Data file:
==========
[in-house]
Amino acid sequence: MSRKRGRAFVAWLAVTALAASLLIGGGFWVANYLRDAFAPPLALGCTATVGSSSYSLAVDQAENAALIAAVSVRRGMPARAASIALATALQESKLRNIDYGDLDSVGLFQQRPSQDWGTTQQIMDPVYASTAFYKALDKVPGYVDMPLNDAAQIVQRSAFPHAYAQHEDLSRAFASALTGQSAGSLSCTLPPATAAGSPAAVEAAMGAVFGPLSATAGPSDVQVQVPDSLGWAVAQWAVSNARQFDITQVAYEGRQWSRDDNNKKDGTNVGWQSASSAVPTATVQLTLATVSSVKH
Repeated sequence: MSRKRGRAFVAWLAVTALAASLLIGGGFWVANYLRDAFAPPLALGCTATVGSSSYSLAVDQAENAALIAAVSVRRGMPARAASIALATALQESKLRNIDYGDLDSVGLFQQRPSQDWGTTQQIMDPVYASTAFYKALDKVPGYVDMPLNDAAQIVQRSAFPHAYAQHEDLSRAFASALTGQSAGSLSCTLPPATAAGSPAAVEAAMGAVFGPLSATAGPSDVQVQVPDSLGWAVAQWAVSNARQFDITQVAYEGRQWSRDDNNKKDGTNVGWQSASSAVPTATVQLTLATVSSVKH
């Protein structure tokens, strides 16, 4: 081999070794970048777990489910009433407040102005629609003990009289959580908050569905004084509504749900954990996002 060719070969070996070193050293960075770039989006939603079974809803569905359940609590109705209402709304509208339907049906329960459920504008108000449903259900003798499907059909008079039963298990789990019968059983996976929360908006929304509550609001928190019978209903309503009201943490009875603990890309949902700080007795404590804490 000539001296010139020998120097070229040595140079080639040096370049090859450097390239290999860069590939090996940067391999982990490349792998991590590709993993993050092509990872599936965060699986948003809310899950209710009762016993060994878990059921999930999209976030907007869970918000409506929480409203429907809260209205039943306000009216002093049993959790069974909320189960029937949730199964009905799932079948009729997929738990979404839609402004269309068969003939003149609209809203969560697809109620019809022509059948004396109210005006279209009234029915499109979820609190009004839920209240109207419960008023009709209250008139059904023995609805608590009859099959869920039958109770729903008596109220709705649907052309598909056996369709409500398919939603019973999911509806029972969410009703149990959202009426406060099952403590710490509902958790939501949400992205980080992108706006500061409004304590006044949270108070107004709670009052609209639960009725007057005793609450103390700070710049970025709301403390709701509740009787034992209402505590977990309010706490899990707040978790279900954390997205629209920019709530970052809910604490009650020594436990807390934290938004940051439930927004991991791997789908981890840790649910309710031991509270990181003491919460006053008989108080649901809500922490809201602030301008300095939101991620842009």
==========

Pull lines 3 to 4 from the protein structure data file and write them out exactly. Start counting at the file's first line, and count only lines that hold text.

Repeated sequence: MSRKRGRAFVAWLAVTALAASLLIGGGFWVANYLRDAFAPPLALGCTATVGSSSYSLAVDQAENAALIAAVSVRRGMPARAASIALATALQESKLRNIDYGDLDSVGLFQQRPSQDWGTTQQIMDPVYASTAFYKALDKVPGYVDMPLNDAAQIVQRSAFPHAYAQHEDLSRAFASALTGQSAGSLSCTLPPATAAGSPAAVEAAMGAVFGPLSATAGPSDVQVQVPDSLGWAVAQWAVSNARQFDITQVAYEGRQWSRDDNNKKDGTNVGWQSASSAVPTATVQLTLATVSSVKH
């Protein structure tokens, strides 16, 4: 081999070794970048777990489910009433407040102005629609003990009289959580908050569905004084509504749900954990996002 060719070969070996070193050293960075770039989006939603079974809803569905359940609590109705209402709304509208339907049906329960459920504008108000449903259900003798499907059909008079039963298990789990019968059983996976929360908006929304509550609001928190019978209903309503009201943490009875603990890309949902700080007795404590804490 000539001296010139020998120097070229040595140079080639040096370049090859450097390239290999860069590939090996940067391999982990490349792998991590590709993993993050092509990872599936965060699986948003809310899950209710009762016993060994878990059921999930999209976030907007869970918000409506929480409203429907809260209205039943306000009216002093049993959790069974909320189960029937949730199964009905799932079948009729997929738990979404839609402004269309068969003939003149609209809203969560697809109620019809022509059948004396109210005006279209009234029915499109979820609190009004839920209240109207419960008023009709209250008139059904023995609805608590009859099959869920039958109770729903008596109220709705649907052309598909056996369709409500398919939603019973999911509806029972969410009703149990959202009426406060099952403590710490509902958790939501949400992205980080992108706006500061409004304590006044949270108070107004709670009052609209639960009725007057005793609450103390700070710049970025709301403390709701509740009787034992209402505590977990309010706490899990707040978790279900954390997205629209920019709530970052809910604490009650020594436990807390934290938004940051439930927004991991791997789908981890840790649910309710031991509270990181003491919460006053008989108080649901809500922490809201602030301008300095939101991620842009």